Perhaps you are familiar with this line from the Old Testament book, Ecclesiastes:

There is an appointed time for everything, and a time for every affair under
the heavens. (Ecc 3:1)

or, maybe like me you remember this little ditty:
To everything (turn, turn, turn)
There is a season (turn, turn, turn)
And a time to every purpose, under heaven (The Byrds)

We are deep into a season within the Church that seems so….well, ordinary. What purpose could there be to something that has such a boring name? Here’s a thought…ordinary time is like a summer road trip. It’s not that these times aren’t important; they are monumentally important because they take us closer toward our goal.

We have three kids and plane tickets are expensive, so when we travel it’s almost always by car. Drives to Florida have become routine since my parents’ move there. Washington DC? Yep. New York City? You bet. If we want to go somewhere, we pile in the car, excited to get to our destination but just as happy to spend the next 10-20 hours hanging out together with no distractions. There have been times of gut-busting laughter ringing through the confines of our family automobile and times of serious conversations with maturing children. When we drove to Florida while my mom was on life-support there, we shared tears and quiet consolations. Driving to NY for a one-night stop just to see a musical on Broadway involved a great deal of silliness. Through all of these trips and many more we have grown closer as a family. Those quiet hours, listening to my grown children softly snoring in the backseat, are priceless to me. While we eagerly or anxiously anticipated getting to our destination, we enjoyed the journey.

Our liturgical journey is no different. The Church gifts us with the opportunity to spend some quiet time, not away from the Mass, but drawing closer as a family through the shared experience of the trip through it. “Ordinary” comes from a Latin word meaning: ordered, numbered, counted – NOT boring. If “Ordinary Time” is ordered/numbered time, what are we ordered toward? What are we counting to? Ultimately, Ordinary Time is moving us, as a pilgrim Church, toward the return of Christ, but until then we move toward the final Sunday in OT, Christ the King of the Universe.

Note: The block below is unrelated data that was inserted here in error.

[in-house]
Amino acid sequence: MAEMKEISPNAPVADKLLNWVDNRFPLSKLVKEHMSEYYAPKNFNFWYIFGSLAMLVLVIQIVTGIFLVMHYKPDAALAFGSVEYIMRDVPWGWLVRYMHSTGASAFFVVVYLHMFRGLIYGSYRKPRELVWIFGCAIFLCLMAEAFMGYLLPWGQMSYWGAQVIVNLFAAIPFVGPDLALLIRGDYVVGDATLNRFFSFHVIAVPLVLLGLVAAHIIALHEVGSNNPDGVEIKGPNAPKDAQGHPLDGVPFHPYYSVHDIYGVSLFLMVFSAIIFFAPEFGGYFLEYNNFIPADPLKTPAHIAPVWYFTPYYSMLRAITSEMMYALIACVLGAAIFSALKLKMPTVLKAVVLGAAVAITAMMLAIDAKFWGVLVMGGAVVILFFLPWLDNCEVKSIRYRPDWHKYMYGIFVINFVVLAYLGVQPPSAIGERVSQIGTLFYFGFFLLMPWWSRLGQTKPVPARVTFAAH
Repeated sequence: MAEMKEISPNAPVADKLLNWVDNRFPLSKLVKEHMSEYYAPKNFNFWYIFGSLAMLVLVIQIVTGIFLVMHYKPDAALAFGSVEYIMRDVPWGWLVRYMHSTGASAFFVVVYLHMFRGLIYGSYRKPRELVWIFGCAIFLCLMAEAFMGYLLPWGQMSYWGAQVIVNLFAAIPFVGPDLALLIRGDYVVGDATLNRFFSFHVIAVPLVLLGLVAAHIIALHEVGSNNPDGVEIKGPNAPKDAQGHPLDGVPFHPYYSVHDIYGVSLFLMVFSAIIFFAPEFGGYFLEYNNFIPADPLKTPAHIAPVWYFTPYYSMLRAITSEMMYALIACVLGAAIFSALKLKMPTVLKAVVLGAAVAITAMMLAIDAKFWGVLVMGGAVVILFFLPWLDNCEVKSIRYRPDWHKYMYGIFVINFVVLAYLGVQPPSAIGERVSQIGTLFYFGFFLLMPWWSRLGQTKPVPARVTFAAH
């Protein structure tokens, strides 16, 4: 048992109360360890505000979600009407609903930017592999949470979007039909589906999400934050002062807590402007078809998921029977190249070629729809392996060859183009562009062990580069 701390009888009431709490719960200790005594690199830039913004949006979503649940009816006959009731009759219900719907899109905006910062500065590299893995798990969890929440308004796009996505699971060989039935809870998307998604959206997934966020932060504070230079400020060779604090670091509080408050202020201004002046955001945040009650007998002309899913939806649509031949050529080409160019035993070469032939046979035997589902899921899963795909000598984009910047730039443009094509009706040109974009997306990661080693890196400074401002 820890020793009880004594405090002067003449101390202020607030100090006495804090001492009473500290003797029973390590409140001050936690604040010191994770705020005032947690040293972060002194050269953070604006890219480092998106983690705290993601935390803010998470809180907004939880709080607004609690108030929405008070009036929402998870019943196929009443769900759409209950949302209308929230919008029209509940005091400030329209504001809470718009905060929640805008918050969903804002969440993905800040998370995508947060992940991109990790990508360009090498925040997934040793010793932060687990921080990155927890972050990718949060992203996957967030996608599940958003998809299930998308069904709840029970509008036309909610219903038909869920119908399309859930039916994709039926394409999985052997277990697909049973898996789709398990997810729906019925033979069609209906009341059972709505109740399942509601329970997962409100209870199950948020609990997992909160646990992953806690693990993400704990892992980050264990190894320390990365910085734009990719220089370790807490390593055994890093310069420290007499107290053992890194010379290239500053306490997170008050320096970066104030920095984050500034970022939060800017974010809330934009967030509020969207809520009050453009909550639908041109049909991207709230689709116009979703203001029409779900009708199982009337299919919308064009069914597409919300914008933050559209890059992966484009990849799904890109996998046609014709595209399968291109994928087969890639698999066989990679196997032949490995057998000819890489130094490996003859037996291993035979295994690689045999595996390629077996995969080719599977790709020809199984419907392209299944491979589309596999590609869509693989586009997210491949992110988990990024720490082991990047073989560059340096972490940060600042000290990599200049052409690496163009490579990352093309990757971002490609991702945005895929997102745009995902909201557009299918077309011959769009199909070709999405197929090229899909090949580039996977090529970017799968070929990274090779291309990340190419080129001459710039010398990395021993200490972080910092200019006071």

These 33 or 34 weeks (depending on when Easter falls) allow us a chance to experience the life of Christ and the life of the Church without the intense focus of an event. We can and should soak in this time. Through this season our readings lay out for us the journey Christ took in His life. We read about His miracles, His prayer time, His friendships and sorrows. We become immersed in His dayto-day life. This is our chance to grow closer to Him in the “ordinary” events of life and to be continually converted. The appropriate liturgical color for Ordinary Time is green because green is the color of growth, and we are called to grow in our faith, grow closer to Jesus, grow deeper in love during this season. It’s not stagnant; it’s alive!

I’m sure you’ve heard the phrase that life is what happens while you’re busy making other plans. This is Ordinary Time. The time of life that passes, almost silently, while we are distracted with heat, vacations, fall/back to school planning, scheduling Thanksgiving meals with all the extended family, fretting over that post-holiday credit card bill….these are the weeks that Jesus invites us to walk closer to Him.

What if it still seems boring (aka: are we there yet syndrome)? Well, try bringing some of the season into your home the same as you would with an Advent wreath or Christmas tree. Use a green tablecloth for the dinner table. Plant a few plants with small children and spend time nurturing their growth together. When you are out of town on vacation, find a local parish. Focus on the original “green” movement where we are called by God to care for the planet that He has given us. Help your children understand their responsibility to recycle-reduce-reuse through this lens. Above all, don’t skip out on Mass. God wants to spend some time with you, Jesus wants to give Himself to you, the Holy Spirit wants to pour Himself into you…even during this ordinary time!